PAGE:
- Despite improvements to the legislative framework for forest management in 2020, illegal logging remains pervasive in the
Republic of the Congo (ROC).
- The security situation in ROC is improving following a decade of violence in the 1990s, but corruption reportedly permeates almost every sector of the economy.
- ROC has restricted exports of unprocessed products since 2000, but legal uncertainty since the 2020 Forest Code poses a risk that unprocessed logs continue to be illegally exported to international markets, particularly China and Vietnam.
- Independent forest monitoring (IFM) has been a key feature of international efforts to improve forest governance since 2007.
- NGOs continue to document sector-wide illegalities and corruption in the forest sector.
Read more by downloading the Republic of the Congo Timber Legality Risk Dashboard here.
Illegal logging is a growing feature of transnational organized crime in Africa, often facilitated by the collusion of senior officials, with far-reaching security and environmental implications for the countries affected.
The tropical forests of the Congo Basin are home to nearly 1 million indigenous people. After thousands of years of survival, deforestation is perhaps their biggest challenge yet. On International Day of the World’s Indigenous Peoples, FRANCE 24 takes a closer look at what’s being done to help.
This overview report assesses the region’s progress in developing timber traceability systems to reduce additional pressures from over-exploitation due to corruption, insufficient accountability, and illegal logging. It examples how Tanzania’s established timber traceability system may offer valuable lessons to guide Congo Basin countries in a stepwise process to overcome complex models, gain political buy-in and secure government ownership.
Officials say most member states in the Central African Economic and Monetary Community, CEMAC, have failed to honor a ban on raw timber exports that was enacted last year to conserve forests and create jobs by locally processing wood.
The six member countries of the Central African bloc agreed to ban raw timber exports starting in January 2022. The ban is aimed partially at combating climate change by protecting forests from excessive logging.
However, an online meeting of CEMAC forestry and finance ministers Thursday found that only Gabon and the Republic of Congo have suspended the timber exports to China and other Asian countries. Cameroon, the Central African Republic, Chad and Equatorial Guinea have not.
The deadline for implementing the ban was initially pushed back to January 2023 to give the CEMAC countries more time to comply. Motaze suggested the bloc push back the deadline again to 2025 so countries have more time to invest in wood processing equipment and in training workers.
The Republic of Congo is suspending the export of timber in the form of logs. The measure came into force on Sunday 1 January 2023 at the port of Pointe-Noire. Congo joins Gabon, which has been applying this sustainability approach to forest management since 2010. Cameroon, on the other hand, continues to export logs, to the detriment of environmentalists and international agreements on forest preservation.
In Central Africa, the ban on the export of logs will no longer take effect from 1 January 2022. The entry into force of this measure has been postponed to an unspecified date. This was the outcome of the 38th ordinary session of the Council of Ministers of the Economic Union of Central Africa (UEAC), which ended on 28 October 2022 in Yaoundé, Cameroon.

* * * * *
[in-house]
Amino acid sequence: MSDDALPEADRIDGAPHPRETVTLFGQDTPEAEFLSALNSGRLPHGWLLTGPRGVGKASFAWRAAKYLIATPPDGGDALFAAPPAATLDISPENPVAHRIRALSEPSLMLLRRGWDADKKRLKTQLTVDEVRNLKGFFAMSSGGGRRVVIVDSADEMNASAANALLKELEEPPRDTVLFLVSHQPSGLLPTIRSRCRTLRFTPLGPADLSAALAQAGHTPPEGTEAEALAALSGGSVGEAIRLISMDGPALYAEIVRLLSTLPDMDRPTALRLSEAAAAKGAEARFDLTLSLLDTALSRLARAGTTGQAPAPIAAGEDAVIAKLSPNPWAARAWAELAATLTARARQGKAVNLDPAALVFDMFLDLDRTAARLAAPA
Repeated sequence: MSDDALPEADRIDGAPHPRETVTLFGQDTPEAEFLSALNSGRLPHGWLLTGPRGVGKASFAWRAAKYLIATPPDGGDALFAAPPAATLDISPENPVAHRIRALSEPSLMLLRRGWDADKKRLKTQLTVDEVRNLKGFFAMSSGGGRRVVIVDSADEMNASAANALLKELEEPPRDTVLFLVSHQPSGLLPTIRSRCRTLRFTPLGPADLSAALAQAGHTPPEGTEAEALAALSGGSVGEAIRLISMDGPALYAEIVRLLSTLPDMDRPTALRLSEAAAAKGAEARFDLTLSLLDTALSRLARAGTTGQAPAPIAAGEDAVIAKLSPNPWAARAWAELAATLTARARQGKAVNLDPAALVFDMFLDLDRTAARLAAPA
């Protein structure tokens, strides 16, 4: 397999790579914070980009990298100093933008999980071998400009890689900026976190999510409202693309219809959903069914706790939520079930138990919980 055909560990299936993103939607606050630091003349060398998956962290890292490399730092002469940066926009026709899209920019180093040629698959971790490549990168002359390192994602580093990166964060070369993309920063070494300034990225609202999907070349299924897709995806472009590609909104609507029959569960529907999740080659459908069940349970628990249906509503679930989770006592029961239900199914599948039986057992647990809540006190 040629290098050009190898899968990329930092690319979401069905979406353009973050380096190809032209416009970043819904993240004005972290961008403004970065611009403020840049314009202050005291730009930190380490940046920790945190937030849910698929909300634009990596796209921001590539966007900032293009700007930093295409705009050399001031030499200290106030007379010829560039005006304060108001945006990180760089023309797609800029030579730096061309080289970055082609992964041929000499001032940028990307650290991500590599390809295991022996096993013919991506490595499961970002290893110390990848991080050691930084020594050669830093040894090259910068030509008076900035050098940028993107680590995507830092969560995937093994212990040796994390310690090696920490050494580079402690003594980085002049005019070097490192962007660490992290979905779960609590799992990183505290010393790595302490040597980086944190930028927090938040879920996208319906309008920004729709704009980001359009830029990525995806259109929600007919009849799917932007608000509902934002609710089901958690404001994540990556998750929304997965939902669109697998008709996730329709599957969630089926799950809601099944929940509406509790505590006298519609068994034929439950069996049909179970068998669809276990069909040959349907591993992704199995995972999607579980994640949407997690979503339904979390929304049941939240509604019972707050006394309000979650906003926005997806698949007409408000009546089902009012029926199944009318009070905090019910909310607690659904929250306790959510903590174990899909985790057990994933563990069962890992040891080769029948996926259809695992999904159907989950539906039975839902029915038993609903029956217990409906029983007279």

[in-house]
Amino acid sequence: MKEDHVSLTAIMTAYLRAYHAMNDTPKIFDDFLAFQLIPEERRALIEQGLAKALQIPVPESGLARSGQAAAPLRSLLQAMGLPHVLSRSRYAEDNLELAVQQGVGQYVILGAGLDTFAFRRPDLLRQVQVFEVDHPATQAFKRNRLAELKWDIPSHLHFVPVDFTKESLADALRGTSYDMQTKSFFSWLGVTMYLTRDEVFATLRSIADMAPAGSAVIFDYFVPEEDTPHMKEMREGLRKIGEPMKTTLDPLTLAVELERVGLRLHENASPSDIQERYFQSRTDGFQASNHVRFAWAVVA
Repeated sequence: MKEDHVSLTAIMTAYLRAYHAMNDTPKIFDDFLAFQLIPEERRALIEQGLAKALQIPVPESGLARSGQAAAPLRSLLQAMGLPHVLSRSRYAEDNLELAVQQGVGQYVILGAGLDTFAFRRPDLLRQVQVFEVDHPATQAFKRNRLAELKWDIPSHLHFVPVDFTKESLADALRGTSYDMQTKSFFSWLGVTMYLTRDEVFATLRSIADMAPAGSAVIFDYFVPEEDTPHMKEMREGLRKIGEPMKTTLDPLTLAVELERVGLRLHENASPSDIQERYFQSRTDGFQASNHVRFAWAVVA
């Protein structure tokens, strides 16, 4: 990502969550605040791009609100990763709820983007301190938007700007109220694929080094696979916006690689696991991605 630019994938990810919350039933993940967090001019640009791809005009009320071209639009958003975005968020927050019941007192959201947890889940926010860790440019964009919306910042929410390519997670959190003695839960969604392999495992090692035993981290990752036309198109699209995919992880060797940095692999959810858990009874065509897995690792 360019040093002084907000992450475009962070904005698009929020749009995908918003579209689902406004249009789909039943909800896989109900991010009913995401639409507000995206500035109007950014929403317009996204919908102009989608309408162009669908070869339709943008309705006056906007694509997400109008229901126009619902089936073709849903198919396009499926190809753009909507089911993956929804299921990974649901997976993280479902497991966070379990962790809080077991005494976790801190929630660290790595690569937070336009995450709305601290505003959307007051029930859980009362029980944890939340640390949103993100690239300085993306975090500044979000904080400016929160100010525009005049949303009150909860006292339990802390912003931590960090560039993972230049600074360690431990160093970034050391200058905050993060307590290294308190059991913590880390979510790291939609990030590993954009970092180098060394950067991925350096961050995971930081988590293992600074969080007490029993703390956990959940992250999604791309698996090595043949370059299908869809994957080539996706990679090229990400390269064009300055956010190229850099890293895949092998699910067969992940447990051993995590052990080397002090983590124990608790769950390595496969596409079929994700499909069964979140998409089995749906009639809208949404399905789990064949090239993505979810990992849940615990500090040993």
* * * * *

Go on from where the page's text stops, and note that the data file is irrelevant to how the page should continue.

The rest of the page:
This is a retropalent for the countries of the Economic Union of Central Africa (UEAC). The entry into force of the ban on timber exports in the form of logs, which was set for 1 January 2023, has been postponed to a date yet to be determined.
This week, the Minister of Forest Economy of the Republic of Congo announced the end of log exports on January 1, 2023. Our association welcomes this decision, which will allow for the long-term advancement of the country’s wood processing industry.
Congo is now entering an important stage. 2023 will be a year of transition, not necessarily easy. For various reasons (covid, energy crisis, raw material crisis), companies have had difficulties over the past two years to prepare for this decision and to equip themselves with the new industrial means necessary to absorb the volumes of wood that are no longer exported. Discussions between the authorities and operators in the sector should take place in the short term and could facilitate the implementation of this policy, to clarify certain questions concerning, among other things, the export of heavy timber, or the future of commercial contracts currently in force.InCameroon, discussions between the authorities and the GFBC seem to indicate the opening of a 3-year transition period.
In view of the entry into force, from January 1 2023, of the measure prohibiting the export of logs in the six CEMAC countries (Cameroon, Congo, Gabon, Chad, CAR and Equatorial Guinea), a workshop devoted to the validation of the regional guidelines for taxation and forest certification is currently being held in Libreville.
Smoked fish is a popular delicacy in Congo. Locally known as Makwala, the fish is craved for its rich aroma. But for Makwala to meet the preferences of its ardent consumers, a lot of wood has to burn. The high demand for fuel to smoke fish is driving deforestation in Congo. Vast areas of mangrove forests have disappeared as a result.
Click here to access the Global Illegal Logging and Associated Trade (ILAT) Risk assessment tool and to download the Forest Trends User Guide describing the functionality of the ILAT Risk Data Tool.
Click here to access the Cattle Data Tool.